Maintenance for Iron Deficiency in Fruit Trees

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Beginning of Yellowing from Iron Deficiency on Young Peach Tree

When we first planted our orchard twenty-five years ago we didn’t know much about our soil we were putting the new little trees in, or for that matter what we should have done to improve it. There had been orchards all over our valley for decades and they all seemed to be doing great. In fact 40 years before we planted our orchard, there was a huge peach orchard right were we put in our little fruit orchard. But, the topsoil had been scraped, probably removed and sold, perhaps other soils brought in and if there were any original soil left, it was depleted. Within a few short years some of our trees started to show signs of iron deficiency. Yellowing leaves with green veins with the tips showing signs of burn. This is the first tell-tell sign of iron deficiency.
In our area we typically have a high content of iron in our native soils, but because the pH range is generally on the high side, around 7.5 to 8.0, plants can’t take up many of the nutrients in the soil needed for healthy growth and tasty fruit.
We have incorporated tree care regimens over the years and our newer fruit trees are healthier than ever and produce the best tasting fruits.
Every Spring (When trees begin to bud) the trees get a feeding of Azomite,  Rock Phosphate and Gypsum sprinkled around the drip line with a heavy layer of compost, but not covering the trunk of the tree. Once the trees begin to leaf out we carefully watch for any yellowing, which seems to happen here once a year to every other year. While we give them all that tender loving care, they still seem to have an iron deficient issue on occasions. This is because of our high pH.  Not only the soil’s pH is high, but  our water is also high in pH, so yes, we have succumbed to the fact that we can do every thing to insure a healthy tree, but because we live where we live, we just have to do a little more maintenance to keep our trees at their best. The first sign of yellowing I sprinkle Ferris Plus Iron around the drip line of the trees (from the trunk, out to where the canopy of the tree stops) and water in thoroughly. Ferri Plus Iron is a chelated iron that the trees can take up very quickly. Generally within a week or less! You can use as a foliar spray, but I choose the easiest methods…or it may not get done. Follow the instructions on the label for each tree. Each tree will require a different amount of iron, due to their size, age and canopy. Trees that are deficient in iron will first show signs of yellowing with green veins. As the problems increases, leaves tips will look as if they have been burnt. If deficiency is left to get worse, branch die back can occur and the loss the tree is possible.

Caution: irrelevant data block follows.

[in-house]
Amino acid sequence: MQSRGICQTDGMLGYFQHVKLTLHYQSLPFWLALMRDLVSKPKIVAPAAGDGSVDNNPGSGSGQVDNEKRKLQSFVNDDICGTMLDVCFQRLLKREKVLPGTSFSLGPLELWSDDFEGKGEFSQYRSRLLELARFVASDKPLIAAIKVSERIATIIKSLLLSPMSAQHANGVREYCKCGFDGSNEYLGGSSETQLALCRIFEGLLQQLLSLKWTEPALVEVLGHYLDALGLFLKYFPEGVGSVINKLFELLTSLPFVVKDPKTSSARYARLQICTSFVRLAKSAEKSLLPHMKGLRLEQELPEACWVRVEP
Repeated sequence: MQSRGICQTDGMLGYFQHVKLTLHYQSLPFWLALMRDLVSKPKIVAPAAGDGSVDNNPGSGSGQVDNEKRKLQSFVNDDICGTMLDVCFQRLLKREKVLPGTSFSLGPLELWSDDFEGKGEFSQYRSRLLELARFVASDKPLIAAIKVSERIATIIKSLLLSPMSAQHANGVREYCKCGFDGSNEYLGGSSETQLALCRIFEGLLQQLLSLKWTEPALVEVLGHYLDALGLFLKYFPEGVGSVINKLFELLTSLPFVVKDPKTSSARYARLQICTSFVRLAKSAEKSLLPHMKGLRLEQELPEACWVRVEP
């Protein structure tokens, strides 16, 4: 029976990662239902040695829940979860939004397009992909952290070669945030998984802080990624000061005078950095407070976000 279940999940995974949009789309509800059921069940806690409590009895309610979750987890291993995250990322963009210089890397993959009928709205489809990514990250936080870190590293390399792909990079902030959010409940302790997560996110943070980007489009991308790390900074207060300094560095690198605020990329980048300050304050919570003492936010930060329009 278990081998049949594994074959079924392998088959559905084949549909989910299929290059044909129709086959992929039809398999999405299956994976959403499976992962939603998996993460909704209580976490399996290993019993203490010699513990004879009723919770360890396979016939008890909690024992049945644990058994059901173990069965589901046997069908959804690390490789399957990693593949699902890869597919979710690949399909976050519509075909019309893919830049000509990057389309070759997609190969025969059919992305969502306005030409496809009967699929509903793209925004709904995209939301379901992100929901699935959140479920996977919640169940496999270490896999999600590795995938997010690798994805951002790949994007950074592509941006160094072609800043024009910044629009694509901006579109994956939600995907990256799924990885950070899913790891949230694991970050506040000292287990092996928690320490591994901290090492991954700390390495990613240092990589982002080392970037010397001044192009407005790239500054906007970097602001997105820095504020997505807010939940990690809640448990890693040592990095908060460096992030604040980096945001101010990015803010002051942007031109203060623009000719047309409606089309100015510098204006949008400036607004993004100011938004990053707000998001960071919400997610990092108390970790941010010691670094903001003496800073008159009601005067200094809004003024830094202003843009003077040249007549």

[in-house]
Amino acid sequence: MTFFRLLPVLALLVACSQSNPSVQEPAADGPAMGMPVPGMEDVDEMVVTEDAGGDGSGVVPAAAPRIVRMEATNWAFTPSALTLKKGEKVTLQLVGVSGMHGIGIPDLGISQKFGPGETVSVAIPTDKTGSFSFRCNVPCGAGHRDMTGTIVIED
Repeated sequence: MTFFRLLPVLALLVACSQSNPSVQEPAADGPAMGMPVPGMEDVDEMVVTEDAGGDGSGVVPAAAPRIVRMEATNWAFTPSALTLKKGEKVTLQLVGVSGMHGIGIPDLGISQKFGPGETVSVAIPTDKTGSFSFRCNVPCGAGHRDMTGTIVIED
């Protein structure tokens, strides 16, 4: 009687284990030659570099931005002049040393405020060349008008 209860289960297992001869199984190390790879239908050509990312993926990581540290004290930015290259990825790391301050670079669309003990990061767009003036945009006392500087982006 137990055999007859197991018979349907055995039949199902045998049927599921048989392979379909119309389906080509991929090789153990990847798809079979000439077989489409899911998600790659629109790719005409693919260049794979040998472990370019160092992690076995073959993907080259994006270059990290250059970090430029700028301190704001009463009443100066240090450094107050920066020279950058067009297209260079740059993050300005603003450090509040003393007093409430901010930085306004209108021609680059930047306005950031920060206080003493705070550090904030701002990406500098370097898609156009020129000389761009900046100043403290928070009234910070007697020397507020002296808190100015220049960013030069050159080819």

We have learned over the years of orcharding that just sticking a tree in the ground may work for a while, but giving it a great start to insure a healthier tree with more vigor, better tasting fruit and longer life is an investment worth putting time into. Trees we have planted lately have been healthier and less prone to bugs. Compost is always mixed in the native soil, but not more than a cubic foot for five gallon sized trees. Mychorrhizae is used as well to give them the best boost they can get. We could place fertilizer in each hole as well, but we feel the compost and Mychorrhizae is enough and then they get the regular feeding when the rest of the trees get treated.
Giving plants the proper nutrients will improve flavor of the fruit. We have found that iron and mineral deficient trees will have fruit that taste a little bland as well. A good example is we planted a Saturn peach years ago, and I threaten to yank it out every year. The fruit was not what a fresh peach should taste like. After starting a good fertilizing and fruit tree care program, amazingly, the fruit was sweet, juicy and delicious!

Pruning Tomato Plants

Pruning Heirloom Tomatoes

Heirloom Tomatoes

Over the years I have evolved into a completely different gardener.  Maybe a little more disciplined in some regards and a little more unruly in others.  There are a few crops that have received much more attention, such as my garlic and heirloom tomatoes.  When I first started growing heirloom tomatoes I would not stake them or prune them, I just let them bramble about wildly, while losing a few of them to rot, due to them touching the ground and just plan out ‘losing’ them in the thick mass of foliage.   They did produce more, but took much more room and tomatoes were in deed smaller.   There was definitely good and bad to this method, but I am totally converted now to training and pruning indeterminate tomatoes. Pruning definitely takes more time, but I think it’s well worth it.